Home Boys' Lists Girls' Lists Men's Teams Women's Teams News Photos Contributors Links Help Sign-UpOnline Store
Latest News | Categories | Authors | News Archives

News & Features

Getting Started
Overview of the NCAA Initial-Eligibility Process

High school tennis players interested in competing in college probably know that they need to take care of their academics and athletics. But they should also need to understand the overall recruiting process. For players and parents interested in NCAA Division I or II tennis, below is a quick overview of the NCAA initial-eligibility process.


What Is The NCAA Eligibility Center?

The NCAA Eligibility Center (formerly the NCAA Initial Eligibility Clearinghouse) is a branch of the NCAA that determines a student's initial eligibility for athletics participation in his or her first year of college enrollment. Students who want to participate in college sports during their first year of enrollment in college must register with the Eligibility Center. Located in Indianapolis, Indians, the Eligibility Center staff follows NCAA legislation in analyzing and processing a student's high school academic records, ACT or SAT scores, and key information about amateurism participation, to determine the student's initial eligibility.


What Is The Cost?

There is only one fee to register with the Eligibility Center, which covers both the academic and amateurism certification: $60 for domestic prospects and $85 for international students.


When Should A Prospective Student-Athlete Register?

Register with the Eligibility Center at the end of the junior year in high school and be sure to update the athletics participation section regularly. There is no deadline; however, prospective student-athletes must be registered before they may receive an official visit at a Division I or II institution and sign a National Letter of Intent.


How Does A Prospective Student-Athlete Register?

To register with the Eligibility Center, simply go to www.eligibilitycenter.org. Click on prospective student-athlete, and then click on either Domestic or International Student Release Form. Complete ALL of the questions and submit your answers.


Eligibility Center Quick Facts


What Does A Prospective Student-Athlete Need to Do Before He/She Can Make an Official Visit?

  • Register with the Eligibility Center by completing the online Student Release Form.
  • Pay the registration fee.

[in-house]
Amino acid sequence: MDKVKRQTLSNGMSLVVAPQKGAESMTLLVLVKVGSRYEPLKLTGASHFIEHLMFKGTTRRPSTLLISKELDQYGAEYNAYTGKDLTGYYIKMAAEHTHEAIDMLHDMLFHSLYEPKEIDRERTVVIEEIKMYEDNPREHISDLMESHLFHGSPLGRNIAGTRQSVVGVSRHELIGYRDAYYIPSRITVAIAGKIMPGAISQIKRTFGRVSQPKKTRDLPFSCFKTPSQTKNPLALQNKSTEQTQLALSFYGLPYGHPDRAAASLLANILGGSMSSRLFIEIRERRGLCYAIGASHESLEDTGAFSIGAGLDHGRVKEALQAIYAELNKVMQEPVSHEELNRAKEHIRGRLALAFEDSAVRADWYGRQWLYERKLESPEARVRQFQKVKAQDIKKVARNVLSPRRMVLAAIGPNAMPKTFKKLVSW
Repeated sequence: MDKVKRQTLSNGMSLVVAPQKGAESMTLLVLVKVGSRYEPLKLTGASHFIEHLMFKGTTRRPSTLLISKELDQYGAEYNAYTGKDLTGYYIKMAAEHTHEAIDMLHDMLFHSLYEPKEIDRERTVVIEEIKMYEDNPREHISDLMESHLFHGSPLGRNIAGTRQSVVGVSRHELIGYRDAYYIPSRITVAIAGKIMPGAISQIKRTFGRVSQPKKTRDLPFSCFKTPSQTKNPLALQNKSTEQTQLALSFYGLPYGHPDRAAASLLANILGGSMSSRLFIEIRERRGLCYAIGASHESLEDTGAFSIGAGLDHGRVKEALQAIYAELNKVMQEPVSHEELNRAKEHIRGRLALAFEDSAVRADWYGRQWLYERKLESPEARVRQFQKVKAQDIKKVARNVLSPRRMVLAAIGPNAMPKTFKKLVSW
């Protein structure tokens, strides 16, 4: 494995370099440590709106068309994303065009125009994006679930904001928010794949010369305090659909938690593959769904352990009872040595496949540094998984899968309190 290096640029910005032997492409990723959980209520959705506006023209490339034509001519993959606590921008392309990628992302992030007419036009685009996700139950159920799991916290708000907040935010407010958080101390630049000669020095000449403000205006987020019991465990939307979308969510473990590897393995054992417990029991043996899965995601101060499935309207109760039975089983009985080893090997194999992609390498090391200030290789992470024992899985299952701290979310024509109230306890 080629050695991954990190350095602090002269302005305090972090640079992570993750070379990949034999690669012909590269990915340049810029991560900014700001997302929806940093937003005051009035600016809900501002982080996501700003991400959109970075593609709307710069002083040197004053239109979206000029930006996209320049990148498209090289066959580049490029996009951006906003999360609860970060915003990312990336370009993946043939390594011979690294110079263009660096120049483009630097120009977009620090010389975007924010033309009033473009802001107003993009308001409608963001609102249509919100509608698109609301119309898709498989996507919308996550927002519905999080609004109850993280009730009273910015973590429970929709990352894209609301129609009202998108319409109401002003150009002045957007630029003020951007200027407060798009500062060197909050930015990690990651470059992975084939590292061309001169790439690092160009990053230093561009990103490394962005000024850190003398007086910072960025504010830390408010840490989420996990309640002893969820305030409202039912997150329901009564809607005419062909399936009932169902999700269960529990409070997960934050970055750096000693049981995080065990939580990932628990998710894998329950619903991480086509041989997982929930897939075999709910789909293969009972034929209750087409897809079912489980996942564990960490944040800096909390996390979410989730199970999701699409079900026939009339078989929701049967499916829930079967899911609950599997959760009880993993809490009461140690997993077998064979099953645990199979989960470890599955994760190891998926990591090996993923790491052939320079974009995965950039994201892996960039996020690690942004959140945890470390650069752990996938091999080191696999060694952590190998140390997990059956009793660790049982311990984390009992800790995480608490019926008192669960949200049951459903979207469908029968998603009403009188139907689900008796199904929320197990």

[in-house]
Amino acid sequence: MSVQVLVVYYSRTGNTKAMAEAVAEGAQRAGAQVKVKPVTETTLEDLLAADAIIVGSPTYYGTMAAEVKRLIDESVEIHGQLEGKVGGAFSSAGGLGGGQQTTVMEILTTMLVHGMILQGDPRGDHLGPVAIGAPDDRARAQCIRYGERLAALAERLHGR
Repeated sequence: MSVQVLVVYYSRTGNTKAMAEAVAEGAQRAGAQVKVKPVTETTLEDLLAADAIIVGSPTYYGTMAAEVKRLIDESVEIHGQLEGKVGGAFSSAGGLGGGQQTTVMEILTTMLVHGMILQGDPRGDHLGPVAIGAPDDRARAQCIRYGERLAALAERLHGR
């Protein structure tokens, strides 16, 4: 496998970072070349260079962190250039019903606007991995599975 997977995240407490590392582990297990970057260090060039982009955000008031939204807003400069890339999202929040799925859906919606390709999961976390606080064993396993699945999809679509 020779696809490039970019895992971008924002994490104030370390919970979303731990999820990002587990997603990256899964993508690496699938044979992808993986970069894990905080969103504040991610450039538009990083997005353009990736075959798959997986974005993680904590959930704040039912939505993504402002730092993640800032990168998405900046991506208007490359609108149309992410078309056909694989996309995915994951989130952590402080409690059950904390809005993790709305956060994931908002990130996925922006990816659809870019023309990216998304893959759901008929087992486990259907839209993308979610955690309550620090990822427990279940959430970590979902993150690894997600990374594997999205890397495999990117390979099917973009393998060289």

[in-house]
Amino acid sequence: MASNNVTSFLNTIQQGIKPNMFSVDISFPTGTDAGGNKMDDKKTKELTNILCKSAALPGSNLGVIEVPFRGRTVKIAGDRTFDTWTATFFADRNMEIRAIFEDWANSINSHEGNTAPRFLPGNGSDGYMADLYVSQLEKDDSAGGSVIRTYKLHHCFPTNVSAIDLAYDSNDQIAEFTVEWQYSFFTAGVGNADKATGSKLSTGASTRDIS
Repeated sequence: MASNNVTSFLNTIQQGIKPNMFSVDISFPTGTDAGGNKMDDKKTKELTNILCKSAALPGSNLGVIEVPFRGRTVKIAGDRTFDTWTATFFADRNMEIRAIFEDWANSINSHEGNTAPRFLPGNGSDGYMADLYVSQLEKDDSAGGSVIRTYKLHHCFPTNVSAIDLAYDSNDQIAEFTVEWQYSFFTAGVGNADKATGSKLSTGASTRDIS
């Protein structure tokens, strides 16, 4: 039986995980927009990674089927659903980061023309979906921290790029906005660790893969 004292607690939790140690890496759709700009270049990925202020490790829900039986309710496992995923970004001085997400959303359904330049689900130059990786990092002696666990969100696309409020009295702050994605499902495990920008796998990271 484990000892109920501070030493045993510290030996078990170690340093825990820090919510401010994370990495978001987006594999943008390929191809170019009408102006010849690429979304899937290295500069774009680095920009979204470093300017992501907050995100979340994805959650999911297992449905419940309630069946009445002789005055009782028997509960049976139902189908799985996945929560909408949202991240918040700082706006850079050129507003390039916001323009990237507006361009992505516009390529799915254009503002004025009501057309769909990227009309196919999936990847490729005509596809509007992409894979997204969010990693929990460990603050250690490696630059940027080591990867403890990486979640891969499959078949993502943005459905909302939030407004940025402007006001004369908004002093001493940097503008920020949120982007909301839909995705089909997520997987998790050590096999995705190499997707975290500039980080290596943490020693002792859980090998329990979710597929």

• Make sure the prospective student-athlete has taken the ACT, SAT or PSAT test.
  • Make sure all test scores and high school transcripts are sent directly to the Eligibility Center and the college the prospect is interested in visiting immediately after the student's junior year of high school.

Core Courses

16 core courses will be required for NCAA Division I prospective student-athletes to be certified.

16 Core Courses:

  • 4 years of English
  • 3 years of mathematics (Algebra I or higher)
  • 2 years of natural/physical science (1 year of lab if offered by high school)
  • 1 year of additional English, mathematics or natural/physical science
  • 2 years of social science
  • 4 years of additional courses (from any area above, foreign language or nondoctrinal religion/philosophy)

Test Scores

All SAT and ACT scores must be reported directly to the NCAA Eligibility Center by the testing agency. Test scores that appear on transcripts will no longer be used. When registering for the SAT or ACT, use the Eligibility Center code of 9999 to make sure the score is reported to the Eligibility Center.


Paul Parker has been Director of Compliance for the Georgia Tech Athletic Association since January 2006.


Leave a Comment


More Recruiting 101 Articles

Fall Signing Week '15: Keys to Success in Recruiting
I have been in the sports recruiting business for about six years now, and over the years I have seen some players successful in recruiting while others have struggled. The difference between those who end up playing college tennis and those who do not is not always who is a better player - but often who is willing to work harder and smarter than their competition. Check out my keys to success in the recruiting process.

Countdown: Avoiding Senioritis After Committing
There's no vaccine for senioritis, which makes it all the more imperative you take preventative measures against it. NCSA Athletic Recruiting gives tips on how to do just that.

Countdown: Should my Application Essay Include Tennis?
It's that time of year when high school seniors are preparing their college applications. One of the most important pieces you'll enclose in that packet is your application essay. As a junior tennis player, the sport has become a huge part of your life. It was certainly the main focus when you were writing to coaches and telling them how much you want to be on their teams, but does it belong in the college application essay?

 Recruiting 101 Index |   Subscribe


Coco Vandeweghe

Click on Coco Vandeweghe to view and buy her equipment, apparel, and footwear.
11/27 Yvonne Peters-Washington chooses Morgan State
11/26 Tim Ruetzel chooses Tulane
11/26 Sarai Monarrez Yesaki chooses SMU
11/26 Alex Knaff chooses Florida State
11/25 Jackson Cobb chooses Texas Tech
11/25 Hannah Dattilo chooses Oglethorpe
11/25 Rebecca Herrington chooses Lake Superior St.
11/24 Matthew Gonzales chooses Ottawa
11/24 William Piekarsky chooses Indiana
11/24 Adam Ambrozy chooses Columbia

Full Listings: Boys' Commits & Girls' Commits

10/09 Lighter than the RF 97 Autograph, and exceptionally maneuverable. Shop it here
10/09 Celebrating the changing of the seasons with some new tennis gear! #TreatYourself
10/07 If you're feeling pink we have a reward for you. A free bag! Click to find out more

Page updated on Friday, July 10, 2015
Contact our web team with any corrections